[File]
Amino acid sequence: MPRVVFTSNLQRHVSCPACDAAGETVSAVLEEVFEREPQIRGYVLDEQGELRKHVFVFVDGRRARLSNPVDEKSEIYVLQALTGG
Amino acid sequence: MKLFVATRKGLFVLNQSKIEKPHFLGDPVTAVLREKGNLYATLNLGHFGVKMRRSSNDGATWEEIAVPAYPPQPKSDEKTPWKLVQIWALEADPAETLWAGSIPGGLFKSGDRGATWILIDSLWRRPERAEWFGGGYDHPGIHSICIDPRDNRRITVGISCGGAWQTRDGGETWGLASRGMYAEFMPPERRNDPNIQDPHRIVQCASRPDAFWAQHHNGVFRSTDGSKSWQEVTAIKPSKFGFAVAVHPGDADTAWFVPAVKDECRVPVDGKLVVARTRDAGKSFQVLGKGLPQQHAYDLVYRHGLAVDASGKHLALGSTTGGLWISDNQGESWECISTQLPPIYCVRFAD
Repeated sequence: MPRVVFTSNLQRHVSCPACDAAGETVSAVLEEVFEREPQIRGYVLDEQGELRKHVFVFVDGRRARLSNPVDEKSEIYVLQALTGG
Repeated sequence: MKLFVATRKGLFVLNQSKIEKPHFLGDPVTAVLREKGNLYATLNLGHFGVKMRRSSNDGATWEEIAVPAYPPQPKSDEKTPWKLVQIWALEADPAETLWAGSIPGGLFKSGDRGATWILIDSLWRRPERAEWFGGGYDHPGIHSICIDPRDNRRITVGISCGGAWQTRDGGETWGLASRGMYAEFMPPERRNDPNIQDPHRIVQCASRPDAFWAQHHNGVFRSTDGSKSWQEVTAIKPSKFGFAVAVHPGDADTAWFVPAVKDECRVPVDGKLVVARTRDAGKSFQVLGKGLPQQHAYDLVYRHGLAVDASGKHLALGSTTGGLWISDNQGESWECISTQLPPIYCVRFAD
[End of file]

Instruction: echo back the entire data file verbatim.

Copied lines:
Amino acid sequence: MPRVVFTSNLQRHVSCPACDAAGETVSAVLEEVFEREPQIRGYVLDEQGELRKHVFVFVDGRRARLSNPVDEKSEIYVLQALTGG
Amino acid sequence: MKLFVATRKGLFVLNQSKIEKPHFLGDPVTAVLREKGNLYATLNLGHFGVKMRRSSNDGATWEEIAVPAYPPQPKSDEKTPWKLVQIWALEADPAETLWAGSIPGGLFKSGDRGATWILIDSLWRRPERAEWFGGGYDHPGIHSICIDPRDNRRITVGISCGGAWQTRDGGETWGLASRGMYAEFMPPERRNDPNIQDPHRIVQCASRPDAFWAQHHNGVFRSTDGSKSWQEVTAIKPSKFGFAVAVHPGDADTAWFVPAVKDECRVPVDGKLVVARTRDAGKSFQVLGKGLPQQHAYDLVYRHGLAVDASGKHLALGSTTGGLWISDNQGESWECISTQLPPIYCVRFAD
Repeated sequence: MPRVVFTSNLQRHVSCPACDAAGETVSAVLEEVFEREPQIRGYVLDEQGELRKHVFVFVDGRRARLSNPVDEKSEIYVLQALTGG
Repeated sequence: MKLFVATRKGLFVLNQSKIEKPHFLGDPVTAVLREKGNLYATLNLGHFGVKMRRSSNDGATWEEIAVPAYPPQPKSDEKTPWKLVQIWALEADPAETLWAGSIPGGLFKSGDRGATWILIDSLWRRPERAEWFGGGYDHPGIHSICIDPRDNRRITVGISCGGAWQTRDGGETWGLASRGMYAEFMPPERRNDPNIQDPHRIVQCASRPDAFWAQHHNGVFRSTDGSKSWQEVTAIKPSKFGFAVAVHPGDADTAWFVPAVKDECRVPVDGKLVVARTRDAGKSFQVLGKGLPQQHAYDLVYRHGLAVDASGKHLALGSTTGGLWISDNQGESWECISTQLPPIYCVRFAD